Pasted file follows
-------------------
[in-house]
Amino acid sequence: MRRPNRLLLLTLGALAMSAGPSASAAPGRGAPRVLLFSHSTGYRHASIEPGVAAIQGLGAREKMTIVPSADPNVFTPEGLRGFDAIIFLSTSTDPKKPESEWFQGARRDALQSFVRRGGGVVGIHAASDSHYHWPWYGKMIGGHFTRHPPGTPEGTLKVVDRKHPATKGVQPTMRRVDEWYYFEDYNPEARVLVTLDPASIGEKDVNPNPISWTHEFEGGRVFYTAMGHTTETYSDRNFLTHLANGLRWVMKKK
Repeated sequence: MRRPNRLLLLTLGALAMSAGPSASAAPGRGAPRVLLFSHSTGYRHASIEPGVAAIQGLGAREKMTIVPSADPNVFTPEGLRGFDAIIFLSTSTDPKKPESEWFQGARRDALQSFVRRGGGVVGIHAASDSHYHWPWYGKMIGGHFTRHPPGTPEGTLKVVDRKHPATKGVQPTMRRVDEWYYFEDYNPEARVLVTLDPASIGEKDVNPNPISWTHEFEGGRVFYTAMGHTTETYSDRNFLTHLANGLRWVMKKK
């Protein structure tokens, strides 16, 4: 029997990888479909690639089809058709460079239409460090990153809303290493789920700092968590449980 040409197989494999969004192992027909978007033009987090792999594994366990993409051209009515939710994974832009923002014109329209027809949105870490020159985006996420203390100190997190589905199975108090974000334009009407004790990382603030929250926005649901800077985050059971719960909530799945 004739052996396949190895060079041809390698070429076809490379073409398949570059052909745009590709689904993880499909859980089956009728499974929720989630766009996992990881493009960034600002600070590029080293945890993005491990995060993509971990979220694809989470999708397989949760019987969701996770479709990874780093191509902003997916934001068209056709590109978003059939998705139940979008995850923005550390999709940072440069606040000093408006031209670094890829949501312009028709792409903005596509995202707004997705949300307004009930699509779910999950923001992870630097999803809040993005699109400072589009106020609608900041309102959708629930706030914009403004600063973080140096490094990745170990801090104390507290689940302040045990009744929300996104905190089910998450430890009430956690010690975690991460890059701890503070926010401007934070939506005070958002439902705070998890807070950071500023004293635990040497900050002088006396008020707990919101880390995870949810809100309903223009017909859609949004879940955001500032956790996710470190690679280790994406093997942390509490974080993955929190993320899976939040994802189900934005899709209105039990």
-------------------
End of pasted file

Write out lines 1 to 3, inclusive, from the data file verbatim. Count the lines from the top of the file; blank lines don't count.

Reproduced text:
[in-house]
Amino acid sequence: MRRPNRLLLLTLGALAMSAGPSASAAPGRGAPRVLLFSHSTGYRHASIEPGVAAIQGLGAREKMTIVPSADPNVFTPEGLRGFDAIIFLSTSTDPKKPESEWFQGARRDALQSFVRRGGGVVGIHAASDSHYHWPWYGKMIGGHFTRHPPGTPEGTLKVVDRKHPATKGVQPTMRRVDEWYYFEDYNPEARVLVTLDPASIGEKDVNPNPISWTHEFEGGRVFYTAMGHTTETYSDRNFLTHLANGLRWVMKKK
Repeated sequence: MRRPNRLLLLTLGALAMSAGPSASAAPGRGAPRVLLFSHSTGYRHASIEPGVAAIQGLGAREKMTIVPSADPNVFTPEGLRGFDAIIFLSTSTDPKKPESEWFQGARRDALQSFVRRGGGVVGIHAASDSHYHWPWYGKMIGGHFTRHPPGTPEGTLKVVDRKHPATKGVQPTMRRVDEWYYFEDYNPEARVLVTLDPASIGEKDVNPNPISWTHEFEGGRVFYTAMGHTTETYSDRNFLTHLANGLRWVMKKK